Thursday, March 8, 2012

2012 DA12 In February 2013: 0.07 LD! The Truth Behind this "Cosmic Threat"

Recent talk has been accumulating around the internet and the astronomy world of a recently discovered asteroid by name of 2012 DA12. The main purpose of such a sudden news real was the patent fact of its close passing, at respectively 0.07 LD (Lunar Distances, the distance from the moon to earth). What's more shocking is that this asteroid is going to pass within the border of geosynchronous satellites and others of the kind! Although astronomers predict really no chance of this asteroid hitting the earth, it still is amazing to think we will just be 10471.869 kilometers from an asteroid in February 2013!

Discovered on February 23, 2012, by the OAM Observatory in La Sagra in Spain, 2012 DA12 is the first asteroid (or near-earth-object) ever predicted to sweep this close to earth (0.07 LD) in the history of closest-approaches predictions. Calculations have been carried out by ephemerides, and according to NASA, "there is estimated to be a cumulative 0.0067% chance (1 in 15,000) of 2012 DA14 impacting Earth sometime between 2020 and 2042."

2012 DA14 is rather small for an asteroid, around 46 meters in diameter, but the results, if an earth collision was outcome, would be close to that of a "thermonuclear bomb" Earthsky wrote. If you thought Comet Elenin was a "threat to earth" or you're thinking 2012 is "doomsday", this should seem like the end of the world; but as mentioned earlier, there is really NO chance of collision. But what about the suspected 2020 collision? We have the explanation of one of NASA's astronomers that:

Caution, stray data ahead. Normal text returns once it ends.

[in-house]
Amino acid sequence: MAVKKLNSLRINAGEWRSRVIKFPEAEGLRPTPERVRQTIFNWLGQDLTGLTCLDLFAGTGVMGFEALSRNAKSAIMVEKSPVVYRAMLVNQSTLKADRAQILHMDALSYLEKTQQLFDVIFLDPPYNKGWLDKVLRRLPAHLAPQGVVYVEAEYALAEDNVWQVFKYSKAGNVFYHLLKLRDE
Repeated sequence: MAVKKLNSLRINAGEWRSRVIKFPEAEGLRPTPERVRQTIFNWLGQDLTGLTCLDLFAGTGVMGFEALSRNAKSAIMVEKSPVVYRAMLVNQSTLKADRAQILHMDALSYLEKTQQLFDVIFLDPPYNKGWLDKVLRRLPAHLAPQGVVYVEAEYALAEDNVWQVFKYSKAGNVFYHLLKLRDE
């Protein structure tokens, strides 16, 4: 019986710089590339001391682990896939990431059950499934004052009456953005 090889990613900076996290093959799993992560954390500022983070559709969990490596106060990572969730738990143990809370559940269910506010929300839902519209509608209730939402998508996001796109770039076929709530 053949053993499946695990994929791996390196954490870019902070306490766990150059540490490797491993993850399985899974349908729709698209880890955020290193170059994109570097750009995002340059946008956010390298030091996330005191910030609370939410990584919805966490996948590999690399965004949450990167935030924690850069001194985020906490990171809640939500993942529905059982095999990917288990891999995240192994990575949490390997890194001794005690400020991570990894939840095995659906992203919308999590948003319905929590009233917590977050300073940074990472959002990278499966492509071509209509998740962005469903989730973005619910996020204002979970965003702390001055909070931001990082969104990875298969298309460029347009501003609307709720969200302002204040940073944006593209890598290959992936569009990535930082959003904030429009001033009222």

These large orbit uncertainties do allow a remote possibility of an impact in 2020 – approximately one chance in 83,000 – with additional remote possibilities beyond 2020. However, by far the most likely scenario is that additional observations, especially in 2013, will allow a dramatic reduction in the orbit uncertainties and the complete elimination of the 2020 impact possibility. [as said by Donald Yeomans, manager of NASA’s Near-Earth Object Program Office at the Jet Propulsion Laboratory].
For asteroid watchers and photographers, this event looks slim. NASA explains, "On this date [February 13, 2013], the asteroid will travel rapidly from the southern evening sky into the northern morning sky with its closest Earth approach occurring about 19:26 UTC when it will achieve a magnitude of less than seven, which is somewhat fainter than naked eye visibility. About 4 minutes after its Earth close approach, there is a good chance it will pass into the Earth's shadow for about 18 minutes or so before reappearing from the eclipse. When traveling rapidly into the northern morning sky, 2012 DA14 will quickly fade in brightness." 

Earth Impact Risk Summary (from NASA)

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